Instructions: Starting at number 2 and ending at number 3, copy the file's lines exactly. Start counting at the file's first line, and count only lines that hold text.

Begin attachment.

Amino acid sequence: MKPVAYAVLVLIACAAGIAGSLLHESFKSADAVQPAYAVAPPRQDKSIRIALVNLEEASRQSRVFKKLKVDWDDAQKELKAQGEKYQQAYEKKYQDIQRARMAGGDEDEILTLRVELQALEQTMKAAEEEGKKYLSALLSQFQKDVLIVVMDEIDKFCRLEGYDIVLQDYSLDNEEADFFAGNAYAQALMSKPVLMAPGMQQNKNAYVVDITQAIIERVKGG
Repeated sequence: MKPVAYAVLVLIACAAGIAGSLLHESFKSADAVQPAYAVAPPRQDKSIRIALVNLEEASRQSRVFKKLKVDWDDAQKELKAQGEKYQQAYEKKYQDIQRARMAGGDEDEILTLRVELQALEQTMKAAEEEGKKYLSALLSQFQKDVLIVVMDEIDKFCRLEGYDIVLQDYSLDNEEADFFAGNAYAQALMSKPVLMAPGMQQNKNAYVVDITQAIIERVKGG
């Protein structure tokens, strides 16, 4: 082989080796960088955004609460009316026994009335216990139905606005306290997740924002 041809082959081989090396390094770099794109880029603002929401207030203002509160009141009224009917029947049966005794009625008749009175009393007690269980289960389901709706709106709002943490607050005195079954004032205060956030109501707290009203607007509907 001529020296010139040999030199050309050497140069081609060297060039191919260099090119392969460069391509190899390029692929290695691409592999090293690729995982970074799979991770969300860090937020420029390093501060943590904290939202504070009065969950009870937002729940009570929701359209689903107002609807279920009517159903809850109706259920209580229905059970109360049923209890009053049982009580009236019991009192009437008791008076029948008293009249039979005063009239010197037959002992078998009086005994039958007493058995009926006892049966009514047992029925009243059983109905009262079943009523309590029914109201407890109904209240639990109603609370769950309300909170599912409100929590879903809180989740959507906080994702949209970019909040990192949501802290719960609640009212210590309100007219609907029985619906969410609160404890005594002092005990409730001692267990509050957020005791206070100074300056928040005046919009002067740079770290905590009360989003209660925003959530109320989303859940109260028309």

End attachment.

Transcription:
Repeated sequence: MKPVAYAVLVLIACAAGIAGSLLHESFKSADAVQPAYAVAPPRQDKSIRIALVNLEEASRQSRVFKKLKVDWDDAQKELKAQGEKYQQAYEKKYQDIQRARMAGGDEDEILTLRVELQALEQTMKAAEEEGKKYLSALLSQFQKDVLIVVMDEIDKFCRLEGYDIVLQDYSLDNEEADFFAGNAYAQALMSKPVLMAPGMQQNKNAYVVDITQAIIERVKGG
């Protein structure tokens, strides 16, 4: 082989080796960088955004609460009316026994009335216990139905606005306290997740924002 041809082959081989090396390094770099794109880029603002929401207030203002509160009141009224009917029947049966005794009625008749009175009393007690269980289960389901709706709106709002943490607050005195079954004032205060956030109501707290009203607007509907 001529020296010139040999030199050309050497140069081609060297060039191919260099090119392969460069391509190899390029692929290695691409592999090293690729995982970074799979991770969300860090937020420029390093501060943590904290939202504070009065969950009870937002729940009570929701359209689903107002609807279920009517159903809850109706259920209580229905059970109360049923209890009053049982009580009236019991009192009437008791008076029948008293009249039979005063009239010197037959002992078998009086005994039958007493058995009926006892049966009514047992029925009243059983109905009262079943009523309590029914109201407890109904209240639990109603609370769950309300909170599912409100929590879903809180989740959507906080994702949209970019909040990192949501802290719960609640009212210590309100007219609907029985619906969410609160404890005594002092005990409730001692267990509050957020005791206070100074300056928040005046919009002067740079770290905590009360989003209660925003959530109320989303859940109260028309």